1. compounds: nominal compounds were an original feature of Latin but their use increased substantially by Greek influence. One type includes a numeral or a negative particle as first element (e.g. in) and a noun as second element. Other compounds have a noun as first element and an agent as a second, and others combine a noun + adjective, noun + dependent genitive or dependent genitive + noun.

  1. Verbal

  2. person and number: 1s, 2s, 3s; 1p, 2p, 3p

  1. tense: Latin has six tenses built from two separate stems. The present, imperfect and future belong to the present stem. The perfect, pluperfect and future perfect belong to the perfect stem. The imperfect tense describes ongoing events in the past, and the perfect tense completed actions.

  2.     There are four conjugations classified according to the form of the present infinitive: the first conjugation has infinitives in -āre, the second in -ēre, the third in -ere and the fourth in īre. We show here the complete conjugation of amāre (‘to love’), a verb of the first conjugation.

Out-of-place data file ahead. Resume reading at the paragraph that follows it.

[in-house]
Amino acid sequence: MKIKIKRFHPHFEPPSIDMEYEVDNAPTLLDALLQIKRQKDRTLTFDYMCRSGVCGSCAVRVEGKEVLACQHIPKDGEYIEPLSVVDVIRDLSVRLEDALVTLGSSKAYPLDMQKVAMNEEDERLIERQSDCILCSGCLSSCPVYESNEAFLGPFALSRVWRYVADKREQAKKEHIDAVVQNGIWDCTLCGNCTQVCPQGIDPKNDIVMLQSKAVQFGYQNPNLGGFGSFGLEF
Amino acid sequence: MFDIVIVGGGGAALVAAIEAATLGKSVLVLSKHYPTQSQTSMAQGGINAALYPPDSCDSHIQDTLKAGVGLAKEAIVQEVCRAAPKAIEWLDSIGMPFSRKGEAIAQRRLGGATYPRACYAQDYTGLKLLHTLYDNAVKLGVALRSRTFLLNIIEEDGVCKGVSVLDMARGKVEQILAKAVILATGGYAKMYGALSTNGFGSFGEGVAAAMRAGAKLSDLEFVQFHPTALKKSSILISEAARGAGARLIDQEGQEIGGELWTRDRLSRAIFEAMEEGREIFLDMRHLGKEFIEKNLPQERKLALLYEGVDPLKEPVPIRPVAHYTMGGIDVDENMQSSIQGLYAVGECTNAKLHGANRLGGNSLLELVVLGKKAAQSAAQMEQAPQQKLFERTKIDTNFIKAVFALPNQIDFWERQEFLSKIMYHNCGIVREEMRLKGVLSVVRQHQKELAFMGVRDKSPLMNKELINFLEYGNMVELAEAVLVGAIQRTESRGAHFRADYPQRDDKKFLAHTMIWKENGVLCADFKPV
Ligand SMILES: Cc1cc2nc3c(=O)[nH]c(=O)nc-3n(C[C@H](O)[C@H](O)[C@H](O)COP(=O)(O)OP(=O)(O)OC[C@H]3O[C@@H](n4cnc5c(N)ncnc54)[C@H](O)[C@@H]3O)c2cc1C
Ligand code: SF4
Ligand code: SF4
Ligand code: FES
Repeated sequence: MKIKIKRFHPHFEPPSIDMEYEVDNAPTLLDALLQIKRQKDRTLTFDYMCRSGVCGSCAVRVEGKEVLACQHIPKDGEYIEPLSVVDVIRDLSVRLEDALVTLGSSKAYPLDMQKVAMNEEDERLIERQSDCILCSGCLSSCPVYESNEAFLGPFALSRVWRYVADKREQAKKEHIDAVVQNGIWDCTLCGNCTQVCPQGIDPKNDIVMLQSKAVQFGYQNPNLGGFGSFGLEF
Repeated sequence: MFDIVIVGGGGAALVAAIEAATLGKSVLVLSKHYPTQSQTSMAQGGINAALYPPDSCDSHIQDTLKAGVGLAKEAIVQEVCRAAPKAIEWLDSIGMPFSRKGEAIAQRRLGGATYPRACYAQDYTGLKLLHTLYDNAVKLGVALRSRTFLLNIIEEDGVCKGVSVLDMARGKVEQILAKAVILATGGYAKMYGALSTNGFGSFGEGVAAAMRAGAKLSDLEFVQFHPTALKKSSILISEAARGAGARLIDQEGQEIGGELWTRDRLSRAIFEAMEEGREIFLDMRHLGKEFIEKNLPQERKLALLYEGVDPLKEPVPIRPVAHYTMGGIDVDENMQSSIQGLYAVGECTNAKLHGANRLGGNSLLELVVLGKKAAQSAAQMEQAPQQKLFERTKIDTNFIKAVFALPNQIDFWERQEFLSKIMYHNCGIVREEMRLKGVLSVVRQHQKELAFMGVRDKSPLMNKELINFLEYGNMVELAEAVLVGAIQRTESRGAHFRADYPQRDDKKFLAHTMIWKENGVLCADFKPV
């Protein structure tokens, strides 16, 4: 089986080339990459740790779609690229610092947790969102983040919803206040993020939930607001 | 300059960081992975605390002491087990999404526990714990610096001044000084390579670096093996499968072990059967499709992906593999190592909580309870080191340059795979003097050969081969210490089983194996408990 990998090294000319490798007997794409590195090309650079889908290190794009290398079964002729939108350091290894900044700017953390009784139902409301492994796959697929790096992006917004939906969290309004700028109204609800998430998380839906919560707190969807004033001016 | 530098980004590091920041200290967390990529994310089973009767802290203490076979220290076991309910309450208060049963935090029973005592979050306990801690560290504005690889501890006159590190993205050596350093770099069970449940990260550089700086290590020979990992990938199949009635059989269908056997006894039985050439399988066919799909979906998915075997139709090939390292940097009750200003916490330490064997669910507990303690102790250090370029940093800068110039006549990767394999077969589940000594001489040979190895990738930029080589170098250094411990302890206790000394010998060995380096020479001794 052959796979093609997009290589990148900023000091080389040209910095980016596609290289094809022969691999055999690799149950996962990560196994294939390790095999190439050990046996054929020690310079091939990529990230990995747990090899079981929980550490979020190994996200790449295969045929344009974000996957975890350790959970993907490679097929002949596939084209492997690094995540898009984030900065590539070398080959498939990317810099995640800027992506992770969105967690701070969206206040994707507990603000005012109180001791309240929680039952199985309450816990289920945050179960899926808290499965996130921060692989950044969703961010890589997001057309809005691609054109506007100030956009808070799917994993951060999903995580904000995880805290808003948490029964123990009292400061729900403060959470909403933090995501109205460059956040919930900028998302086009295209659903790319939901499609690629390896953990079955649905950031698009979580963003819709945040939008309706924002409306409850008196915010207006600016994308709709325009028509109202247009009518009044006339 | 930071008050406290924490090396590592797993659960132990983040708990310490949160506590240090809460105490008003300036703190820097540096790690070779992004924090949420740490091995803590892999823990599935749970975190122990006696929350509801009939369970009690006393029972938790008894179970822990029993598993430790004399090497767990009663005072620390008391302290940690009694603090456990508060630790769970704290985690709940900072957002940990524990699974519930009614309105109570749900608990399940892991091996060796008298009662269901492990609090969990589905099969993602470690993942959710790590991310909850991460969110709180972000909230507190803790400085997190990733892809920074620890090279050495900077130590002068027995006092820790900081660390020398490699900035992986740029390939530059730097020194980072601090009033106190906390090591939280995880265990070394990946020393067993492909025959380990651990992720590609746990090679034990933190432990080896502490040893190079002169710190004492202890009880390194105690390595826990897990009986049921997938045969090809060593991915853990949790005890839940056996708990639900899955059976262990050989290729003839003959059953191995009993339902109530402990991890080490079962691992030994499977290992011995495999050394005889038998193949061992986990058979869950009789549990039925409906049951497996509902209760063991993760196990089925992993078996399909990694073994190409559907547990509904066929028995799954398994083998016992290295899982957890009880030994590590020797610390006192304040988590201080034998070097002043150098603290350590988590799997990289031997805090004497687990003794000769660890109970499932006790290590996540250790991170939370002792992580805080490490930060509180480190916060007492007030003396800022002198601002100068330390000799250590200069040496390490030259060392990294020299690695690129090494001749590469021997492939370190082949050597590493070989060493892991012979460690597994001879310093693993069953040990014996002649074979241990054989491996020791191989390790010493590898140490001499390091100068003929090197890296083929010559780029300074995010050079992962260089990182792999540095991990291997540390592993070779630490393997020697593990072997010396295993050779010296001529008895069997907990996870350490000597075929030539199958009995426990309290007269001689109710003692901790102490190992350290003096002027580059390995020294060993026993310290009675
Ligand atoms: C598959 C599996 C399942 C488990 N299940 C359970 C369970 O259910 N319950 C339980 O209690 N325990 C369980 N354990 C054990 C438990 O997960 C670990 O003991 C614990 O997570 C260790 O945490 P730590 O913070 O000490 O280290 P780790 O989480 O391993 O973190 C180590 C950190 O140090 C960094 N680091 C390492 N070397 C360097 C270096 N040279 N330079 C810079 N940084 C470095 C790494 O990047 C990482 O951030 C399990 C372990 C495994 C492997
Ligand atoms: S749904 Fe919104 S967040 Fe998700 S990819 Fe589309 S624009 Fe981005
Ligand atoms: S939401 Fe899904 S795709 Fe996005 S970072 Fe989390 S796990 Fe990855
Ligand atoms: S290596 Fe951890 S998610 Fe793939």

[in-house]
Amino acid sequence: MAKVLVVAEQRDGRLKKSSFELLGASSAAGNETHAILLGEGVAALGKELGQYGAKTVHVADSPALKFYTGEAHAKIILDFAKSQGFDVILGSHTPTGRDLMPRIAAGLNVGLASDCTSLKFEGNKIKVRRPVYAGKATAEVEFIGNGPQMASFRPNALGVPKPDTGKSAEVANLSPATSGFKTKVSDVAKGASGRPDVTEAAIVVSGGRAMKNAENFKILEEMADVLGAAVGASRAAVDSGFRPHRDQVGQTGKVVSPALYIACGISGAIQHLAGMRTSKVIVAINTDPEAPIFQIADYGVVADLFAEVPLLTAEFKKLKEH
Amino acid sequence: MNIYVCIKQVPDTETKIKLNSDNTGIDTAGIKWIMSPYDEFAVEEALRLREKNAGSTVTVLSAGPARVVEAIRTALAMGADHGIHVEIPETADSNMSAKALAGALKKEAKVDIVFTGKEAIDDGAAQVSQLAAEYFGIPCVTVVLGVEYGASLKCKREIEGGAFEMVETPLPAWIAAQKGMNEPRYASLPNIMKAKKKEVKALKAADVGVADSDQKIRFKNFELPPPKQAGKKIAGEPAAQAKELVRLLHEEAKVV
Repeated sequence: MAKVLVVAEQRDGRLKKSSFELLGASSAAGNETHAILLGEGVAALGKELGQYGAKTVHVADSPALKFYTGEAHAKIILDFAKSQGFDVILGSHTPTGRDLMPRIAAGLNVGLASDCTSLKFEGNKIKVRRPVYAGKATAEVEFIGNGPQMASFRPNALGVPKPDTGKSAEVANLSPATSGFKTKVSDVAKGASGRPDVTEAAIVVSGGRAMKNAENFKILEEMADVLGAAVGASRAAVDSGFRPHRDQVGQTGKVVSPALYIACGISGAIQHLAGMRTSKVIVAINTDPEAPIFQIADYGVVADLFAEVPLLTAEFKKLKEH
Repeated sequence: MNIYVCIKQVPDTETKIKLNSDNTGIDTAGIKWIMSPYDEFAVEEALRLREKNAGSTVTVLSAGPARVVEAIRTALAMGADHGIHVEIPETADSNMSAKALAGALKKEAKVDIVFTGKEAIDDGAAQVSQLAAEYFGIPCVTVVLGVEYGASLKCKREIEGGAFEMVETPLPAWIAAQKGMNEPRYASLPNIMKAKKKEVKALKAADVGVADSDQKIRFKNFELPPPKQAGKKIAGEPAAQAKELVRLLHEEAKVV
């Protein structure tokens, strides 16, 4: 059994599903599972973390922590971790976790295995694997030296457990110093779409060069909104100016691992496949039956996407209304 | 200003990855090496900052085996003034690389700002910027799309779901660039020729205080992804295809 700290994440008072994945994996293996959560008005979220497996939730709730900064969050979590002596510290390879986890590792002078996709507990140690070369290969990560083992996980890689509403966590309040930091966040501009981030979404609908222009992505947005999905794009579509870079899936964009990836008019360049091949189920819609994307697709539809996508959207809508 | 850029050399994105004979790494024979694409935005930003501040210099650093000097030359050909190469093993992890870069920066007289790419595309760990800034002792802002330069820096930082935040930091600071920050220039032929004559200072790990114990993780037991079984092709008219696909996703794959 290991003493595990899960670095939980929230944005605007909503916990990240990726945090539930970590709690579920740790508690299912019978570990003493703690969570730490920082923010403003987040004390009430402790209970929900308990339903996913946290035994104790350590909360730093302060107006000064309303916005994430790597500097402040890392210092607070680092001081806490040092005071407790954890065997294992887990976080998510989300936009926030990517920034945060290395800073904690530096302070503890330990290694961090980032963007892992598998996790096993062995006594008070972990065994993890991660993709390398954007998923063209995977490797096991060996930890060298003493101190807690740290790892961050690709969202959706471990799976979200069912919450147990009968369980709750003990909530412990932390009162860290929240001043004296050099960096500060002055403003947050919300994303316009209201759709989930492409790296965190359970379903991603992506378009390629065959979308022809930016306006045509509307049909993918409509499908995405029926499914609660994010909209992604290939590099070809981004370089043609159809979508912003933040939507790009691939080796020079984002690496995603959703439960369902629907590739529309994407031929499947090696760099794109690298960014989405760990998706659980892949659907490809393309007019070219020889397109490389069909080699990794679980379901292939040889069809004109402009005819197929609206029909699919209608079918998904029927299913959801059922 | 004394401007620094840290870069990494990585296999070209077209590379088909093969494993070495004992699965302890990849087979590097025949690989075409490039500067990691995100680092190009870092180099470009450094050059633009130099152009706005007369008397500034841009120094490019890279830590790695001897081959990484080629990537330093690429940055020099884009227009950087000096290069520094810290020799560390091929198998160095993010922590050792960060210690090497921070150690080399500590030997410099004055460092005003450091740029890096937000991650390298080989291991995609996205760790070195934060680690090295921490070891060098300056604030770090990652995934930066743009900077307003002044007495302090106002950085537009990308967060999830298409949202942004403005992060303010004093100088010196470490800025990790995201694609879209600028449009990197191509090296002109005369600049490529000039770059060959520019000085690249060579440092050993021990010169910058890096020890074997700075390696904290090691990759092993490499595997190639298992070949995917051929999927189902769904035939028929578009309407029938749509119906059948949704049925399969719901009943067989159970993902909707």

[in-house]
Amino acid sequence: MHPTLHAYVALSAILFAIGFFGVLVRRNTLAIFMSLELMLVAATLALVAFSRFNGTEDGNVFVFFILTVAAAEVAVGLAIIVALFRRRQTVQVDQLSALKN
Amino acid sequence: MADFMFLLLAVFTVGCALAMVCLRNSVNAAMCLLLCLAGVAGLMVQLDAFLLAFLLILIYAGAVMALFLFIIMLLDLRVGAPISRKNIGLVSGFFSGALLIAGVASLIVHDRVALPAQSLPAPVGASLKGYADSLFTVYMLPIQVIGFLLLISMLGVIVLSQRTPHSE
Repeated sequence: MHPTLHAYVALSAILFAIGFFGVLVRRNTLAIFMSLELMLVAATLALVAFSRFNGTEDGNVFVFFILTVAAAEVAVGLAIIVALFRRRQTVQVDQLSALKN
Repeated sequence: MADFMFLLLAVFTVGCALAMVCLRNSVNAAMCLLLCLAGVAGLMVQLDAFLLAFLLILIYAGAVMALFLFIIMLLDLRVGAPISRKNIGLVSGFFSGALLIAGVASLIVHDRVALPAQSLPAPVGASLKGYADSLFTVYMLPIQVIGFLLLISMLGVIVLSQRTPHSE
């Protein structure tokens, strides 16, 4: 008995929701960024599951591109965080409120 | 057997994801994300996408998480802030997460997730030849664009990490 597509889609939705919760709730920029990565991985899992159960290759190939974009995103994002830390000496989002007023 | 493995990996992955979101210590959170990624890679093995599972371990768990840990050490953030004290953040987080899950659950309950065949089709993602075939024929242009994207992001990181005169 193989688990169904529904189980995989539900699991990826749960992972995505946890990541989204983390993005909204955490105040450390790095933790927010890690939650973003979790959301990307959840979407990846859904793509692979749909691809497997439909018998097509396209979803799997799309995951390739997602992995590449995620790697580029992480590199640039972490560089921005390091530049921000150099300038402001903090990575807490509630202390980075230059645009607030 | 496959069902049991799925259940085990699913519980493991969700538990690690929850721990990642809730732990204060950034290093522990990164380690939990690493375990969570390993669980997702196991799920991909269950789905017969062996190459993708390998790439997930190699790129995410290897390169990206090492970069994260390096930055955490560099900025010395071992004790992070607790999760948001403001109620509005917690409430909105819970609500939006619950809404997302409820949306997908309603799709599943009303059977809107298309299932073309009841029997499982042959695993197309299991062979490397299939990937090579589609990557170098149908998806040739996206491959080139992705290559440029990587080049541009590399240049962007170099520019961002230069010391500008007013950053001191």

1. aspect: imperfective, perfective.

  1. mood: indicative (all six tenses), subjunctive (present, imperfect, perfect, pluperfect) and imperative (present, future).


  1. voice: active, passive.

  1. non-finite forms: they include participles, infinitives and verbal nouns.

  1. participles: present active, future active, perfect passive, future passive.

  2. The last one is a specialized participle, called also gerundive, denoting necessity or obligation.

  1. present active: amāns ('loving)

  2. future active: amātūrus ('about to love')

  3. perfect passive: amātus ('loved')

  4. future passive: amandus ('to be loved')